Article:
45 Years of Experience Fighting for Justice. Fighting for You. SCHEDULE A FREE CONSULTATION

Los Angeles Attempted Murder Attorney

Being charged with attempted murder is an immensely serious and stressful situation. At The Law Office of John Goalwin, we understand the severity of these charges and the profound impact they can have on a defendant’s life, freedom, and future.  

With over four decades of trial experience, our criminal lawyer is prepared to defend your rights with diligence and strive for the most favorable resolution in your case. 

Entrusting your attempted murder defense to The Law Office of John Goalwin means choosing a firm that is distinguished not only by its aggressive and innovative defense strategies but also by its record of success in handling severe criminal charges.  

We represent clients throughout Torrance, Norwalk, Van Nuys, Compton, and the nearby Los Angeles neighborhoods. No matter the circumstances of your case, we’re ready to listen to your side of the story and fight for your best outcome.  

Our Approach to Defending Against Attempted Murder Charges

Our defense starts with an exhaustive analysis of the charges and evidence against you. We meticulously scrutinize every aspect of the prosecution's case, including the alleged motives, evidence of intent, and the circumstances surrounding the incident.  

Our goal is to construct a defense strategy that is not only personalized to your case but also disrupts the prosecution's narrative and highlights the weaknesses in their case. 

We also provide bilingual legal support in both English and Spanish, ensuring that communication remains clear and comprehensive throughout your case, no matter which is your primary language. Contact our Los Angeles-based law firm today to schedule a free consultation and learn how we can assist you in navigating through this challenging time.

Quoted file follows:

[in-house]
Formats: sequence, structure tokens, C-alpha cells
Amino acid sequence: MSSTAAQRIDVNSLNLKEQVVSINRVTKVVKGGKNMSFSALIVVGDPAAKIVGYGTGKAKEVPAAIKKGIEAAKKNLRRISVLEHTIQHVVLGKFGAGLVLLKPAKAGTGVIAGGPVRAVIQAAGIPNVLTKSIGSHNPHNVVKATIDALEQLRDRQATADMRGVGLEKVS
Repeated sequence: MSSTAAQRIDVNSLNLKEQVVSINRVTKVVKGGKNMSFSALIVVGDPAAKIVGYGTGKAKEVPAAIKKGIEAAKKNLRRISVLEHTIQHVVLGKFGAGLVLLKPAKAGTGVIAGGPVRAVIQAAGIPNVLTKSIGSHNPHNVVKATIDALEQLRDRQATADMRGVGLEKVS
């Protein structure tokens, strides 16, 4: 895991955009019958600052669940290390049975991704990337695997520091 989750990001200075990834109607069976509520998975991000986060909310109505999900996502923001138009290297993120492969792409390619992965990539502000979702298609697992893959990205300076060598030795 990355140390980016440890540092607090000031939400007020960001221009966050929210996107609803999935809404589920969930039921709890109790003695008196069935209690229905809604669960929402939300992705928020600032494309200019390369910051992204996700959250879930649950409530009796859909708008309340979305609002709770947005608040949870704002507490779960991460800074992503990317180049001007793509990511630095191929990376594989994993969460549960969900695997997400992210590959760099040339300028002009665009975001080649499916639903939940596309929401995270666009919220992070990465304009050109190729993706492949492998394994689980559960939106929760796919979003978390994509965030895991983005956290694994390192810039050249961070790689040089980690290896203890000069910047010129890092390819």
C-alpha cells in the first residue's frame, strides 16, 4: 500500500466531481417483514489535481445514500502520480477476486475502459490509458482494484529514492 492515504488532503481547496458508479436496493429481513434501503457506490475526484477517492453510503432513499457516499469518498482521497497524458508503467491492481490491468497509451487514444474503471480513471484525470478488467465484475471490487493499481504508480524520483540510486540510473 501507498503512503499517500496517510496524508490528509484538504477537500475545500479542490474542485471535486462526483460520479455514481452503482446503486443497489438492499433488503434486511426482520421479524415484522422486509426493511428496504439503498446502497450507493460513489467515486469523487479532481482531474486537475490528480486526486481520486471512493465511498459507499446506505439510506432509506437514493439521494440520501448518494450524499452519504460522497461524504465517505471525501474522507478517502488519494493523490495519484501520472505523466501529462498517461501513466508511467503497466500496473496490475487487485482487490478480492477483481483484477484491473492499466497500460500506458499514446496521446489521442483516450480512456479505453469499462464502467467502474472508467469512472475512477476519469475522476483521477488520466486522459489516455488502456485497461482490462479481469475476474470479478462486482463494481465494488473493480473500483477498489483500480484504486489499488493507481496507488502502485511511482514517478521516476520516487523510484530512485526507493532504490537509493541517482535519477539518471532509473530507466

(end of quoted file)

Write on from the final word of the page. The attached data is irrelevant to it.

Don’t Hesitate to Get Help

Understanding Your Attempted Murder Charge

Under California law, attempted murder is defined as the crime of taking a direct step towards killing another person or fetus, with the specific intent to kill, but ultimately failing in causing the intended death. It falls under the umbrella of California Penal Code section 664/187(a), which outlines the punishment for an attempt to commit a crime that is not carried out to completion.  

Crucial to the charge of attempted murder is demonstrating proof of specific intent—meaning the person accused must have had a clear intention to kill, rather than merely harm or scare the victim.  

Furthermore, the law differentiates between two degrees of attempted murder. First-degree attempted murder requires proof of premeditation and deliberation, or that the act was carried out with explosives, destructive devices, or by firing a gun from a motor vehicle intentionally at another person outside of the vehicle with the intent to kill. Conviction typically carries a life sentence in state prison with the possibility of parole.  

Second-degree attempted murder, on the other hand, applies to all other instances of attempted murder and carries a lesser penalty, which can vary but usually involves a significant number of years in state prison.  

It's not enough for someone to have simply thought about committing murder; there must be an action that moves beyond planning or preparation and clearly indicates that the murder would have occurred had the plan not been interrupted. Successful defense strategies often revolve around disputing the intent to kill or arguing that the actions taken were not a direct move to carry out the murder.